AMSTERDAM -- Less than 30 minutes after the U.S. fell 2-1 here to the Netherlands on Wednesday, defender
Late in the first half with the game still scoreless, Bornstein grabbed
"I did grab him a little bit," Bornstein acknowledged. "I touched him, and he could have kept going and he fell. But they called it, so I guess it was a penalty."
"That's how soccer goes sometimes," Bornstein said. "Maybe another night that hits me and goes away from the goal. What are you going to do? I don't think I played my best, but you learn from it and hopefully bounce back and play better the next game."
Bornstein is only one of the U.S. options at left back, the position that causes the U.S. more concern than any other heading to the World Cup, but he'll have to sharpen his game at this level if he wants to be on the field when the U.S. opens its World Cup campaign against England on June 12.
But let's say one of the U.S.'s front-line defenders is injured in June; it wouldn't be surprising to see Bornstein out at left back on the big stage. And if that's the case, as U.S. coach
"Jonny's always going to compete very well," Bradley said after the game. "He's going to work hard, he's going to do very well in terms of footraces in the game and winning headers. We still talk to him a lot about sharpening up a little bit with the ball, seeing things a little bit faster. The play that leads to the PK, you see that all over, but when you're playing against very good attackers, if you grab a little bit like that and they go down it's going to get called. It's similar to the play in Slovakia. Those are things that we now need to learn from and take care of."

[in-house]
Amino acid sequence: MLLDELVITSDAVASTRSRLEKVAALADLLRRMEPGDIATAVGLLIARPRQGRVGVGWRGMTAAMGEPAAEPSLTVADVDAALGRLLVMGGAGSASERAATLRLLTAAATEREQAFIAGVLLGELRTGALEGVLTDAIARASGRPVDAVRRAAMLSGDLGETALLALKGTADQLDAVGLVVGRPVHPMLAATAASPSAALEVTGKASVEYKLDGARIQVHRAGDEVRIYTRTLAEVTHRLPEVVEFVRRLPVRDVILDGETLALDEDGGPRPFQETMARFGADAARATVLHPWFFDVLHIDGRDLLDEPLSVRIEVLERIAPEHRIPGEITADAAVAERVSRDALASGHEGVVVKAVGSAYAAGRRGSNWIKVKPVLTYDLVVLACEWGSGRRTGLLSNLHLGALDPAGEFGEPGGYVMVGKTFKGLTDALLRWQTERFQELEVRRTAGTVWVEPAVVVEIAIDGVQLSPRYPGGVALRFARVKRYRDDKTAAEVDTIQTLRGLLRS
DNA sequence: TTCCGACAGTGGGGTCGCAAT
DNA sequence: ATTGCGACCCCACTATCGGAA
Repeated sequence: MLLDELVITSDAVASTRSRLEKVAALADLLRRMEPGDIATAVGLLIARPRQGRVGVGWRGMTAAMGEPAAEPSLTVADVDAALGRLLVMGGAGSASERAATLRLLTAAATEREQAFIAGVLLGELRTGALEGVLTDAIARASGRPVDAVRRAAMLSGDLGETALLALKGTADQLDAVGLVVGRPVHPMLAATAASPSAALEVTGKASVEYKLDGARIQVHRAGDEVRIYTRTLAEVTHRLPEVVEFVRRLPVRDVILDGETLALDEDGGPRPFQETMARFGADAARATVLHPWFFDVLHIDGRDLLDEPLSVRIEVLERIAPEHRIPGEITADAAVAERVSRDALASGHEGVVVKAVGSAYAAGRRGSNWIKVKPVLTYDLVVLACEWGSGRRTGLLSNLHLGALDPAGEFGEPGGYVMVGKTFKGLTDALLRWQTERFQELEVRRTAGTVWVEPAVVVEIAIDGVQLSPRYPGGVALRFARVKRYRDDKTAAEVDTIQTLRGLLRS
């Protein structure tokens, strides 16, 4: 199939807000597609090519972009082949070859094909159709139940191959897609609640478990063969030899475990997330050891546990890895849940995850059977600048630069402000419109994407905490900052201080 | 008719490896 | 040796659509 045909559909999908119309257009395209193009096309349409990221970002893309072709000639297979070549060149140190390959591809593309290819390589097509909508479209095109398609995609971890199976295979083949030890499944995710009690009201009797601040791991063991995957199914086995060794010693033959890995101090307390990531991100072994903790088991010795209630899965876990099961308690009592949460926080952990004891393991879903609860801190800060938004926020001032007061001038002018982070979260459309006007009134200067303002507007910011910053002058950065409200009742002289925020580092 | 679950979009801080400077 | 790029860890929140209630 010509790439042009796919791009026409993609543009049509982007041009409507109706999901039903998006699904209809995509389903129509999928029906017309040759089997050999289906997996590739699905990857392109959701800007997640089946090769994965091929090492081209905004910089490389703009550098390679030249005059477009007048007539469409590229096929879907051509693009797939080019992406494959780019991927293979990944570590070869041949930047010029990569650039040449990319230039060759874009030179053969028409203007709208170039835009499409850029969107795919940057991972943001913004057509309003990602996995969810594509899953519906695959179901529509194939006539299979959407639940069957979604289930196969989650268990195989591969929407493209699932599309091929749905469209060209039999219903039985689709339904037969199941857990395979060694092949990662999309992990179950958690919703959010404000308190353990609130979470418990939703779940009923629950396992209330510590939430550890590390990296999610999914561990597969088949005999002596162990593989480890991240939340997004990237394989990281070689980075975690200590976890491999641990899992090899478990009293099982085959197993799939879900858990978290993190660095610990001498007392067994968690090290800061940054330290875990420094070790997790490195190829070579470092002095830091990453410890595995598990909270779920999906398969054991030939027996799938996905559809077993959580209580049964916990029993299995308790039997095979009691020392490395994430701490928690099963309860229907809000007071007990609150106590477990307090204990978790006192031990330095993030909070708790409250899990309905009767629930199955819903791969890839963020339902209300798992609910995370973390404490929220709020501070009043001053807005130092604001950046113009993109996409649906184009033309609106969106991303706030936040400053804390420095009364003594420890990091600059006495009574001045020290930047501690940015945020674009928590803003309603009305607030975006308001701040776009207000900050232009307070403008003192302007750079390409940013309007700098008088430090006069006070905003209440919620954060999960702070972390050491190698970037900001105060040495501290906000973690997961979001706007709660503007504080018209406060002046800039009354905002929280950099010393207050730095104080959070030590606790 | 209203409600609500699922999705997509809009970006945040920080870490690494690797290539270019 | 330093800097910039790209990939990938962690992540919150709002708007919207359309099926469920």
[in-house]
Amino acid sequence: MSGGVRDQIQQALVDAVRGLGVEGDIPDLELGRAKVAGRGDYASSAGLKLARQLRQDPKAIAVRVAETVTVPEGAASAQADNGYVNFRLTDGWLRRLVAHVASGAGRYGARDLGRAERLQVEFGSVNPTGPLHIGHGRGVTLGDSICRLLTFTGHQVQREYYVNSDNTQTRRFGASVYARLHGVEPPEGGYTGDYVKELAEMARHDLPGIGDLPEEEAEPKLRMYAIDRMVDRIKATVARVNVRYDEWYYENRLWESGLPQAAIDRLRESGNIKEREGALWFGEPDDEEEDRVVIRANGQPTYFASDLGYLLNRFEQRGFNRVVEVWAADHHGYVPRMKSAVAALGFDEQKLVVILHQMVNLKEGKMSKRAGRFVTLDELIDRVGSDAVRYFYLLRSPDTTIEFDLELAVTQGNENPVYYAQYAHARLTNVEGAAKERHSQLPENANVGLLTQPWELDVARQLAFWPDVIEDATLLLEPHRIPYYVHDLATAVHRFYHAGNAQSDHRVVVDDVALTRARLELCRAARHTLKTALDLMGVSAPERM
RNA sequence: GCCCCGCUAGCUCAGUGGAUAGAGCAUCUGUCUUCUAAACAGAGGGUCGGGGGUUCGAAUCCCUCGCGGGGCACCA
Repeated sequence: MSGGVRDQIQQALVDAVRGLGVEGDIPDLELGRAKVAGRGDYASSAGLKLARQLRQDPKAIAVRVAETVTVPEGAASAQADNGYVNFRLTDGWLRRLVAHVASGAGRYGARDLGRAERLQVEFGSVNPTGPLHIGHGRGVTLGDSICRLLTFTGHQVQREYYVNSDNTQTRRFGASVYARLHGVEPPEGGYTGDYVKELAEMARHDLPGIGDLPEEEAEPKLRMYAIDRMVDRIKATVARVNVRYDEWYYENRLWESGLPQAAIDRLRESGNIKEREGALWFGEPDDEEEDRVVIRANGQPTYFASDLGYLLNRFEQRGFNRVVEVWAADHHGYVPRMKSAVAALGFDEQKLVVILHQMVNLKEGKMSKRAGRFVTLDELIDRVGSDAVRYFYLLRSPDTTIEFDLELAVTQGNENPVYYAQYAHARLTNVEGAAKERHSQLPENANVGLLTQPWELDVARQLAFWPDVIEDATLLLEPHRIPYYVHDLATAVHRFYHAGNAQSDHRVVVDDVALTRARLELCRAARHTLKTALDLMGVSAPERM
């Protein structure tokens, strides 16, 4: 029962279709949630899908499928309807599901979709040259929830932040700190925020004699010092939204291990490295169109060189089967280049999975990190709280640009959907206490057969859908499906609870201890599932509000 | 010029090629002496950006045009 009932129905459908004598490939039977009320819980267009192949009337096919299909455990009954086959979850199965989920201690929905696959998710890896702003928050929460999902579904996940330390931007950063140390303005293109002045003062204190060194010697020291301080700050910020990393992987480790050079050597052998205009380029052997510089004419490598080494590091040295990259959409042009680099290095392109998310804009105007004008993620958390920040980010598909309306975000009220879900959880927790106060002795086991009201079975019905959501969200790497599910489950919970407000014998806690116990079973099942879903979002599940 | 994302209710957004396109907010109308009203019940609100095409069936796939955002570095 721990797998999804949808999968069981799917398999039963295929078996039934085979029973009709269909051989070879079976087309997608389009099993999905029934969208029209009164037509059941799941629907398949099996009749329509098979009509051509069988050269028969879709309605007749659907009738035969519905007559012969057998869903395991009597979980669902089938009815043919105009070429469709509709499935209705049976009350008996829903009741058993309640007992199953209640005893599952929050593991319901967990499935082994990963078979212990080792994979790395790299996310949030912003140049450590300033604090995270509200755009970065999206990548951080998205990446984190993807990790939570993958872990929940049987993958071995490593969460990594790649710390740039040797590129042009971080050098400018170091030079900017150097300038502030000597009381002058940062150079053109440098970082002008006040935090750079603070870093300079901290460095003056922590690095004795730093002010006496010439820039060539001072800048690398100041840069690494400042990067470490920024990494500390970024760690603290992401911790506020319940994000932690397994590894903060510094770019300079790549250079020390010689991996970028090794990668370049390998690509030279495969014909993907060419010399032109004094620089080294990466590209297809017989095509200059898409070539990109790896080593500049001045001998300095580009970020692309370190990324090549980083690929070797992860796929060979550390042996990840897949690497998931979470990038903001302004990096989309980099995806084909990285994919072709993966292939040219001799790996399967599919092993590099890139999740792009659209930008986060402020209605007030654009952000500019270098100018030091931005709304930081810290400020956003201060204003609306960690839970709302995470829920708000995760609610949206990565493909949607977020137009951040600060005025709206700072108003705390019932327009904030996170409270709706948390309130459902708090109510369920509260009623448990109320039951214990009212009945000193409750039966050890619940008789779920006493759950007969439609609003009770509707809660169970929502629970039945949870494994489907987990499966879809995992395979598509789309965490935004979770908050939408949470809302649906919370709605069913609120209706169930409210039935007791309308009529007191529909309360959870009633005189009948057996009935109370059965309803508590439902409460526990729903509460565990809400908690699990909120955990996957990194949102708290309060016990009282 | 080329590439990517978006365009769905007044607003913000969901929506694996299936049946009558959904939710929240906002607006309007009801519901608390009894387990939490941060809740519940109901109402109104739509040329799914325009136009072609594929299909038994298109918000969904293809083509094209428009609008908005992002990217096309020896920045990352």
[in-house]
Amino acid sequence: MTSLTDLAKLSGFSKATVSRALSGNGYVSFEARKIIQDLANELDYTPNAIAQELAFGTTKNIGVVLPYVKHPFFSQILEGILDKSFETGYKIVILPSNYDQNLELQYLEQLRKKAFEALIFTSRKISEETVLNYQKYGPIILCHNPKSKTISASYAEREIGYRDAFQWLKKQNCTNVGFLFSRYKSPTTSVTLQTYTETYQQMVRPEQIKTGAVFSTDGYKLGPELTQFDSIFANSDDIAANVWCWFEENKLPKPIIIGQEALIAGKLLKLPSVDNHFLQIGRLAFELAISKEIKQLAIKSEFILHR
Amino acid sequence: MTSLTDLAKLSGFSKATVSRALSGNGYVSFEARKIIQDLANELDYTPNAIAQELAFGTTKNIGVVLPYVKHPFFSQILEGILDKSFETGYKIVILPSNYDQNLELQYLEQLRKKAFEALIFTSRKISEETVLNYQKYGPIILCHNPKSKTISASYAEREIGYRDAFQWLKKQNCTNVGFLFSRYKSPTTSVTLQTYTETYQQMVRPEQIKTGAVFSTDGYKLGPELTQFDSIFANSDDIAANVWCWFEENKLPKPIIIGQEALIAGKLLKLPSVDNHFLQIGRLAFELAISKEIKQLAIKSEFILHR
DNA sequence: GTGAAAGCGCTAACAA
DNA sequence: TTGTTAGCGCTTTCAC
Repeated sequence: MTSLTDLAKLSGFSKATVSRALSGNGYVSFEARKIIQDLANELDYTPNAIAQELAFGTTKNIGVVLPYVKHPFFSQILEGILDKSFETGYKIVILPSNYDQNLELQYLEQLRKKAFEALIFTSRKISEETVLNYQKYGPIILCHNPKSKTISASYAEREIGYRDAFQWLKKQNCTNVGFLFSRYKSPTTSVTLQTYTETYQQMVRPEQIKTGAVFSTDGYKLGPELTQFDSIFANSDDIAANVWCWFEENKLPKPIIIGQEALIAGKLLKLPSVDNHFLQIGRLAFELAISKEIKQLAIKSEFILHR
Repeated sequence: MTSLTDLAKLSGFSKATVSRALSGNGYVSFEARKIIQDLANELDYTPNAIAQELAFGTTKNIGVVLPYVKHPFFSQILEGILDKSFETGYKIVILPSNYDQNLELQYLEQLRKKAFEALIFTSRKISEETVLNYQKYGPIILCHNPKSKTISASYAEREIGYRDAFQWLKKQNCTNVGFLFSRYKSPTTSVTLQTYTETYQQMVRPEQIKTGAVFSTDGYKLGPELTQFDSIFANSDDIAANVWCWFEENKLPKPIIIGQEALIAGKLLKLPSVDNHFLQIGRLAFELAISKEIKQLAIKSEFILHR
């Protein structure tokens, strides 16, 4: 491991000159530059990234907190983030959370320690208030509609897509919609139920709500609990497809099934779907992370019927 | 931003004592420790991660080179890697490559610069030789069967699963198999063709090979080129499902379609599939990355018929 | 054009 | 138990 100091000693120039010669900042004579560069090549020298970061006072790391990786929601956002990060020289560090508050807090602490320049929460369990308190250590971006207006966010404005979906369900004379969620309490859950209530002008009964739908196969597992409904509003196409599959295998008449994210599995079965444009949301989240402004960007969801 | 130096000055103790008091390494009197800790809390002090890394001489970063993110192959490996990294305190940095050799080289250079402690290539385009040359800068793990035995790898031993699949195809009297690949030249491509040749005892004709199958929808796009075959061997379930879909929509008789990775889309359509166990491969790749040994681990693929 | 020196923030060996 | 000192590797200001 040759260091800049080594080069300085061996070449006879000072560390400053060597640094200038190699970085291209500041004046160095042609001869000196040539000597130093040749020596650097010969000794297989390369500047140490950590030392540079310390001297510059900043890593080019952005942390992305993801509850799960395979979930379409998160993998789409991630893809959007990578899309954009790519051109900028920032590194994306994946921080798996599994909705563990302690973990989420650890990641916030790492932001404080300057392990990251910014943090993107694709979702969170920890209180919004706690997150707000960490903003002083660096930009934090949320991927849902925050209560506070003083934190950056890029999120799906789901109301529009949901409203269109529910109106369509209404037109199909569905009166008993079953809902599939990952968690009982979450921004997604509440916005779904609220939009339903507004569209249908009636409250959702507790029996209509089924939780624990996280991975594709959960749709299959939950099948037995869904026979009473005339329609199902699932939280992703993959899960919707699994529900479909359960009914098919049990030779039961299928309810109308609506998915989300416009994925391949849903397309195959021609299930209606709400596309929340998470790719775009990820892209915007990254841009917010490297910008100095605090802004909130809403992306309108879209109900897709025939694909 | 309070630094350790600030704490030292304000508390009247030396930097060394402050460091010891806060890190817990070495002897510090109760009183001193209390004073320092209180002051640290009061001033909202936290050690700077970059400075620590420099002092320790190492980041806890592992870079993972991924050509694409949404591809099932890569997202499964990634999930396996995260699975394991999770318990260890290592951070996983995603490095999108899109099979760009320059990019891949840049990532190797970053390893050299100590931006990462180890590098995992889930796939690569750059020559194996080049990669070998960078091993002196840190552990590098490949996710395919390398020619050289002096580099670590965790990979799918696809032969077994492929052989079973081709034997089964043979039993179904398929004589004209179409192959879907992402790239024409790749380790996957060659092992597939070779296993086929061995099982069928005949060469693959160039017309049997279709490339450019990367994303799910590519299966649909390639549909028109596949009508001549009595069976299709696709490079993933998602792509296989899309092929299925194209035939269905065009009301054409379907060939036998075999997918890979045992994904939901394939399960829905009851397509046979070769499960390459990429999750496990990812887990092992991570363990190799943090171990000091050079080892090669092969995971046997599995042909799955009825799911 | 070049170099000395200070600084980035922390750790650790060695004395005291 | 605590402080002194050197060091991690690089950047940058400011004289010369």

The U.S. was clearly hurt here by its four missing starters --
"That's what we're most disappointed about," said U.S. goalkeeper
So, yes, the 2-1 scoreline probably flattered the Americans. Yes, the U.S. let the Netherlands dominate possession. And yet, if it hadn't been for a couple of split-second moments involving Bornstein, these Yanks could have pulled out a result even when they weren't the better team. It's a trait that is typically associated with Germany, a trait that could prove useful in South Africa.